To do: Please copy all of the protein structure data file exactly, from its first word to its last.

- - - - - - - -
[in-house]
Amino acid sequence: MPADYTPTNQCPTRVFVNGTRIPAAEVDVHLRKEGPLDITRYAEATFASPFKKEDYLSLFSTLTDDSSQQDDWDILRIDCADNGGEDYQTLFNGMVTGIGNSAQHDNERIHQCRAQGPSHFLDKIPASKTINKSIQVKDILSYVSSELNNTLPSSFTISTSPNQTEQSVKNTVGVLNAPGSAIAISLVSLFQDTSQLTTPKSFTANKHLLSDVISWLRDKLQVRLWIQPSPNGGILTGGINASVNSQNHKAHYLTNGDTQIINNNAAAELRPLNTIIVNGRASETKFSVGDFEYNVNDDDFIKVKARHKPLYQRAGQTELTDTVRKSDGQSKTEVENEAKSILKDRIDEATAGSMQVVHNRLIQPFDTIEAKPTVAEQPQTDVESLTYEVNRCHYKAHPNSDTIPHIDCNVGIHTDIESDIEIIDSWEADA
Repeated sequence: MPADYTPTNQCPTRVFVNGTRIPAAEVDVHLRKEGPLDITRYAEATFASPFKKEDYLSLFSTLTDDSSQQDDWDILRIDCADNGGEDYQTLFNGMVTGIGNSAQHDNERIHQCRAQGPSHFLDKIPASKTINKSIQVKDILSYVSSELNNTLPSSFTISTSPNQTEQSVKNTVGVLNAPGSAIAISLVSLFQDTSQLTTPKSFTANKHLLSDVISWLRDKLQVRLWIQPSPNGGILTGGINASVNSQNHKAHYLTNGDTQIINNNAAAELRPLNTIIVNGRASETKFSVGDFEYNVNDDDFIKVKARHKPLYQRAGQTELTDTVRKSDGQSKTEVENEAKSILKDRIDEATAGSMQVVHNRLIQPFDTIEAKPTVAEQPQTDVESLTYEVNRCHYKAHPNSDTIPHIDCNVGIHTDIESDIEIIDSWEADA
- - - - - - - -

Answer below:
[in-house]
Amino acid sequence: MPADYTPTNQCPTRVFVNGTRIPAAEVDVHLRKEGPLDITRYAEATFASPFKKEDYLSLFSTLTDDSSQQDDWDILRIDCADNGGEDYQTLFNGMVTGIGNSAQHDNERIHQCRAQGPSHFLDKIPASKTINKSIQVKDILSYVSSELNNTLPSSFTISTSPNQTEQSVKNTVGVLNAPGSAIAISLVSLFQDTSQLTTPKSFTANKHLLSDVISWLRDKLQVRLWIQPSPNGGILTGGINASVNSQNHKAHYLTNGDTQIINNNAAAELRPLNTIIVNGRASETKFSVGDFEYNVNDDDFIKVKARHKPLYQRAGQTELTDTVRKSDGQSKTEVENEAKSILKDRIDEATAGSMQVVHNRLIQPFDTIEAKPTVAEQPQTDVESLTYEVNRCHYKAHPNSDTIPHIDCNVGIHTDIESDIEIIDSWEADA
Repeated sequence: MPADYTPTNQCPTRVFVNGTRIPAAEVDVHLRKEGPLDITRYAEATFASPFKKEDYLSLFSTLTDDSSQQDDWDILRIDCADNGGEDYQTLFNGMVTGIGNSAQHDNERIHQCRAQGPSHFLDKIPASKTINKSIQVKDILSYVSSELNNTLPSSFTISTSPNQTEQSVKNTVGVLNAPGSAIAISLVSLFQDTSQLTTPKSFTANKHLLSDVISWLRDKLQVRLWIQPSPNGGILTGGINASVNSQNHKAHYLTNGDTQIINNNAAAELRPLNTIIVNGRASETKFSVGDFEYNVNDDDFIKVKARHKPLYQRAGQTELTDTVRKSDGQSKTEVENEAKSILKDRIDEATAGSMQVVHNRLIQPFDTIEAKPTVAEQPQTDVESLTYEVNRCHYKAHPNSDTIPHIDCNVGIHTDIESDIEIIDSWEADA